Content Shifter: 8 Sober TV Series to Stream

Film Reviews

Did you miss Dryuary, the annual self-imposed month of abstaining from alcohol? Yeah, me, too—hard.

Entering the New Year sober is an admirable, if misguided, practice. The best way to assess the upcoming 12 months of floating adrift on a shit barge in an ocean of uncertainty is with a drink or two in hand. Make mine a double vodka with a melatonin chaser.

February, aka “Sobruary” (still workshopping a “sober” title), is a far better month in which to eschew the booze. For one, it’s shorter; secondly, it’s not as long. Don’t try to tell me that liquor affects cognition, you no-drinkin’ squares.

In that spirit, here are eight series that deal with the concept of sobriety to stream in February while sucking down shaky tumblers of club soda.

Flaked (Seasons 1–2 on Netflix)

In underappreciated 201617 Netflix series Flaked, allegedly recovering alcoholic and Venice Beach knockabout Chip (Will Arnett) chugs wine from a “kombacha” jug, lies to his A.A. compatriots and sleeps with clueless women half his age— redemption is only a Pavement song away. Bonus: Flaked was apparently filmed entirely through an exquisite sunset Instagram filter.

(Seasons 1–6 on

As much as TV critics hated Flaked, they love CBS sitcom Mom—probably because of the non-sociopathic characters, so predictable.

Despite its hacky laugh-tracked setting, Mom (which stars Anna Faris and Allison Janney as formerly estranged, newly sober daughter and mother, respectively) tackles dark material, addiction and beyond, consistently hilariously. It’s also dirty as fuck.

Loudermilk (Seasons 1–2 on DirecTV Now)

Sam Loudermilk (Ron Livingston) is a former alcoholic and, even worse, former rock critic, who’s prone to rants against modern culture and rumpled flannel shirts. He also runs a recovery group and lives with two sketchy ex-addicts (Will Sasso and Anja Savcic). Sounds like a downer, but Loudermilk is sneakily funny and smart, with dashes of heart and of High Fidelity music nerdiness.

Maron (Seasons 1–4 on Netflix)

Speaking of cranky, opinionated Gen-Xers with substance-abuse pasts, here’s Maron. Marc Maron’s 2013–16 series is an exaggerated version of his daily life as a comic, podcaster and sober societal pariah—kind of a west coast Curb Your Enthusiasm. Until the dark fourth and final season, that is, when “Marc” relapses spectacularly. Still, it’s easier to watch in retrospect than Louie.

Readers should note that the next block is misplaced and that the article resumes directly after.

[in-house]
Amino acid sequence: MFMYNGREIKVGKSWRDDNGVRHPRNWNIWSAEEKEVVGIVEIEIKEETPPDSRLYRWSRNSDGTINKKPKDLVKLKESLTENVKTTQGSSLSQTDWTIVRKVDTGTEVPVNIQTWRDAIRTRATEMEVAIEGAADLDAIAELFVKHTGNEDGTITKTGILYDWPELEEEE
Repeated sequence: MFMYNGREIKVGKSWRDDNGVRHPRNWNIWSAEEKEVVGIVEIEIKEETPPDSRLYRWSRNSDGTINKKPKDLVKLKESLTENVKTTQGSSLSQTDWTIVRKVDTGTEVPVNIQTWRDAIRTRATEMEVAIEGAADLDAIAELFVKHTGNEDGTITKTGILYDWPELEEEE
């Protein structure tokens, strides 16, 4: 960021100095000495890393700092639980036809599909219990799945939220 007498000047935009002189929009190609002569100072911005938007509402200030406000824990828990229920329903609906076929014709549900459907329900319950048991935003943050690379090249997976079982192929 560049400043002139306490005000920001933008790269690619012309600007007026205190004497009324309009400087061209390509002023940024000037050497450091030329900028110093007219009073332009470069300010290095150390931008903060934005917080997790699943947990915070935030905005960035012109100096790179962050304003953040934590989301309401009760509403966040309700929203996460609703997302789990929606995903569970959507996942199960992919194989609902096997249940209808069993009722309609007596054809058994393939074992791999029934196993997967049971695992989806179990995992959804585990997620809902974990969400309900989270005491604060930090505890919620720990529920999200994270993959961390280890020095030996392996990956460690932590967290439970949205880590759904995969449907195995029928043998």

Recovery Road (Season 1 on and Freeform app)

At this point, you may be thinking, “What’s with all the olds? Aren’t there any rehab shows about teens?” Here’s one for you, Braxxton: 2016’s Recovery Road about vodka-swigging high-schooler Maddie (Jessica Sula) being forced to do 90 days in a sober living facility. Sula is captivating, and Recovery Road’s writing mostly transcends the usual teen-soap angst. Yep, insta-canceled.

Shameless (Seasons 1–8 on Netflix)

In its early seasons, one of the funniest aspects of America’s Greatest TV Family is their comically casual alcoholism (they’re Irish in the south side of Chicago; it’s sorta-science). It catches up to a few members of the Gallagher clan later as they bottom out and attempt to clean up, making for some heartbreaking drama between the laughs. Shameless USA blows away the U.K. original—fight me.

Intervention (Seasons 1–10 on Hulu; Seasons 1–19 on and A&E app)

Sure, it’s exploitative as hell—how else could Intervention last nearly 20 seasons? Families confronting loved ones about their booze-and-drug problems is a natural fit for reality TV, but Intervention also covers addictions to food, gambling, plastic surgery, sex, video games and even exercise. A&E has an evil knack for producing, ahem, addictive reality shows; Intervention is the best/worst of them all.

Celebrity Rehab Season 5

Celebrity Rehab With Dr. Drew (Seasons 1–6 on Amazon and iTunes)

At least seven subjects of 200812 reality series Celebrity Rehab With Dr. Drew are no longer abusing alcohol or drugs—because they’re dead, so … success? While Celebrity Rehab’s collective results are a mixed bag, the show did at least provide new insights into the recovery process. On the downside, it also extended the 15 fame minutes of Shifty Shellshock and Crazy Town. For shame, Dr. Drew.